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Local Chocolate Festival Also Patronizing the Arts

Local Chocolate Festival Also Patronizing the Arts

Las Vegas’s Chocolate Festival Will Be Giving a Portion of Its Tickets Sales This Year to The Local Ballet Theater

Chocolate lovers can feast on sweets, pastries, cakes, and cocktails while watching culinary demonstrations by the world's best dessert chefs.

As if you really needed another reason to eat chocolate — tickets for this year’s Las Vegas Chocolate Festival and Pastry Show are now on sale and organizers say they’ll be giving part of the ticket sales to support the Nevada Dance Company, a non-profit organization which is also the largest professional ballet company and dance academy in the state.

The festival will kick off on April 5th at the Shops at Crystal in the heart of sin city, and promises an array of the world’s top chocolatiers and pastry chefs including Todd English (winner of the James Beard Foundation Award), world pastry champions Jean-Philippe Maury and Claude Escamilla, world chocolatier champion Jean-Marie Auboine, pastry chef champion Stephane Treand, and Chocolate Doctor Ed Engoron.

Nicknamed The Sin City Chocolate Festival the event will feature delectable dishes and cocktails from Las Vegas’s most celebrated chefs who will aim to deliver sweet and savory culinary treats that will ‘infuse the senses’ with chocolate concoctions, pastries, cakes, and other sweets paired with champagne, wine, and spirits.

Regular all-inclusive tickets for the Sin City Chocolate Festival start at $45, VIP tickets at $99, and can be purchased on its website.

Serusha Govender is the Travel Editor at The Daily Meal. Follow her on Twitter @SerushaGovender


Tomato Festivals in 2021: Where, When and More to Find a Tomato Festival Near You!

Looking for a Tomato festival in May 2021? There is no other listing as complete and current as this list, just updated! Tomato festivals are held through the United States, Canada, Britain, and Australia and much of the world. All the Tomato festivals we can find are listed on this page! If you love apples, look for a festival near you below! And I'm looking for more Tomato festivals! Please write me, if you know of any to add! I update the dates as soon as the festivals publish their information, but you can always click on the links (usually the name of the festival) to see the current information on the festival's own website.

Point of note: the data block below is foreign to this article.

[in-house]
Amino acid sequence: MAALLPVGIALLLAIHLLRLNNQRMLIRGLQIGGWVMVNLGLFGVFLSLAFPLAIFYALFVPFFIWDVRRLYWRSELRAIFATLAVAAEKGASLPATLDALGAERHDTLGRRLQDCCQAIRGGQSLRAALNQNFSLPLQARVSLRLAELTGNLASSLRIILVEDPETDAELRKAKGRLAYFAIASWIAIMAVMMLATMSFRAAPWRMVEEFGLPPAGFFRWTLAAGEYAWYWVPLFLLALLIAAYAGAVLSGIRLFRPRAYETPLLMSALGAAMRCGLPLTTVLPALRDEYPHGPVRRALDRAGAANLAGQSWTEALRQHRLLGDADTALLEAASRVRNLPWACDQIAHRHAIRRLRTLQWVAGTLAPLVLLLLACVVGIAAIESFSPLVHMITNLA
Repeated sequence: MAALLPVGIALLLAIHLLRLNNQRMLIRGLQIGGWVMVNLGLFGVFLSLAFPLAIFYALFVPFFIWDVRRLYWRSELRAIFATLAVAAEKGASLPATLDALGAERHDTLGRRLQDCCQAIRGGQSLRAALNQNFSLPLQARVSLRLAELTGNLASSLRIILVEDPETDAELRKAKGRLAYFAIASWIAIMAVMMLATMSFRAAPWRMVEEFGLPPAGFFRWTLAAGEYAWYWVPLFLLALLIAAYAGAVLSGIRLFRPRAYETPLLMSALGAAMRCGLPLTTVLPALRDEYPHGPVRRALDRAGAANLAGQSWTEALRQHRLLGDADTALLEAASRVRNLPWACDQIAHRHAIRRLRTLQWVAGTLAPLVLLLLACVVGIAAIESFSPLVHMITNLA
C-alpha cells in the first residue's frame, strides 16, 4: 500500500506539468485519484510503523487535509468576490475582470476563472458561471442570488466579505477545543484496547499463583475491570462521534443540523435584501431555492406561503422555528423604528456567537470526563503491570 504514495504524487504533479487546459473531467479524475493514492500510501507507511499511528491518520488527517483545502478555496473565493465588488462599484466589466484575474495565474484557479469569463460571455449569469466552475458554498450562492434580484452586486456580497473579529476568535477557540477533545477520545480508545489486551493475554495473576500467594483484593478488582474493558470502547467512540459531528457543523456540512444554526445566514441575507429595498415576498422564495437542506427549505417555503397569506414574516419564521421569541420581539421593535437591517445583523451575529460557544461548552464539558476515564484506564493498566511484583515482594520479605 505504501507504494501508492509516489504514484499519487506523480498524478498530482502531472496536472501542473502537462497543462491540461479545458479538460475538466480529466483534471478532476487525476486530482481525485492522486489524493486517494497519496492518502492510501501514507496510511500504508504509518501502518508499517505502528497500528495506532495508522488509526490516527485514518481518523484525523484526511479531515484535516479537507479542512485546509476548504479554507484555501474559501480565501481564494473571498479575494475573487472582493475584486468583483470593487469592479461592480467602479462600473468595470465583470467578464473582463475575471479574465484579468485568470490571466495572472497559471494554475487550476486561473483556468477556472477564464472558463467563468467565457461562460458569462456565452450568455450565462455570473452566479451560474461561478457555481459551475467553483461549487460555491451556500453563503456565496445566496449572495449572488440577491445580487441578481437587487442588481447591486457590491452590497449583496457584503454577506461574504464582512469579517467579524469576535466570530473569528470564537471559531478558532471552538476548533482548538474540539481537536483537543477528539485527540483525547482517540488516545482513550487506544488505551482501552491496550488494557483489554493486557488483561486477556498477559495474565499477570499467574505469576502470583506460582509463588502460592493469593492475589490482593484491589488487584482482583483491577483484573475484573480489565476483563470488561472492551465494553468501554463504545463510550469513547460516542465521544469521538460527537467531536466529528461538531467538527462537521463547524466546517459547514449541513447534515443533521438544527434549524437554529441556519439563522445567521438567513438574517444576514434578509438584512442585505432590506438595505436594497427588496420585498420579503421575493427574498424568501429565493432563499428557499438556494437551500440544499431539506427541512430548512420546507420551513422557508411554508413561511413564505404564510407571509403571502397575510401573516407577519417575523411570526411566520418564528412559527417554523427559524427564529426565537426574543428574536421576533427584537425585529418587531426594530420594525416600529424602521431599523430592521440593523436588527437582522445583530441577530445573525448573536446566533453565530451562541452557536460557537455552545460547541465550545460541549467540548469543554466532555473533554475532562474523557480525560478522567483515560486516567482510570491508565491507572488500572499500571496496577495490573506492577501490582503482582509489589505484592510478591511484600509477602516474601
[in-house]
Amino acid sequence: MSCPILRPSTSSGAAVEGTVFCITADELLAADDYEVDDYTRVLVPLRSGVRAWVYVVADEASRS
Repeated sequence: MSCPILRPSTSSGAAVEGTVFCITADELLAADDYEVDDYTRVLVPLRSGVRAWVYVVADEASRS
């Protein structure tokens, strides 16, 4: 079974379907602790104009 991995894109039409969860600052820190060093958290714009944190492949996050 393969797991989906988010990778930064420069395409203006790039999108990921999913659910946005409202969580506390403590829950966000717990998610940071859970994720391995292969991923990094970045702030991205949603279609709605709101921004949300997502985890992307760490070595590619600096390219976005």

Especially this year, due to Coronavirus, be sure to click on the links (the blue, underlined name of the each festival) to confirm this year's dates on the website for each festival. If they don't have a website, call the phone number provided, but ALWAYS CONFIRM THIS YEAR'S DATES AND TIMES BY EITHER VIEWING THEIR WEBSITE OR CALLING.

Click here for the form to add a festival and have detailed information or click here if you have general information and are not connected with the event!


Facebook

Greetings from the K-12 Ballard Fine Arts Department!

We represent the band, choir, art, and speech/drama programs.

On Thursday, May 20th, our programs will be hosting the first ever Ballard Fine Arts Festival! This event will be a fundraiser for our Fine Arts Boosters and our Fine Arts Programs. The Festival will be an evening FULL of performances from Ballard vocalists, instrumentalists, speech performers, and artists. The cost for admission is $5/person or $10/family.

In between performances, we will auction off desserts, and that's where we hope YOU can help us out! If you are interested and willing to help our fine arts programs by donating a full dessert for auction, please complete this form:
https://forms.gle/YapGKJucWF9xKx6V6
It could be a pie, a cake, a dozen brownies, a dozen cookies, or ANYTHING you're excited to bake!

All money made from the dessert auction will go back into the Ballard Fine Arts Programs!

We would also love to see you at the show! :-)


What Festivals Are Happening This Weekend?

Not sure of upcoming events in Northern Virginia? Use our fairs and festivals finder below to find out about all the upcoming carnivals, festivals, and fairs in Virginia. If you are looking to participate in these events but are traveling from DC or more southern locations, check out our hotels page to make overnight arrangements. Need more to do besides just the fairs? Also, check out our things-to-do page for even more adventure ideas!

When visiting Fairfax County fairs & festivals, we want to make sure you come with everything you may need to have the best experience. When you&rsquore visiting your next festival near you, these are a few items we recommend bringing:

Cash - This may differ from event to event, but not every event takes every type of payments. Coming with cash will insure that you will have the ability to purchase whatever you and your family needs.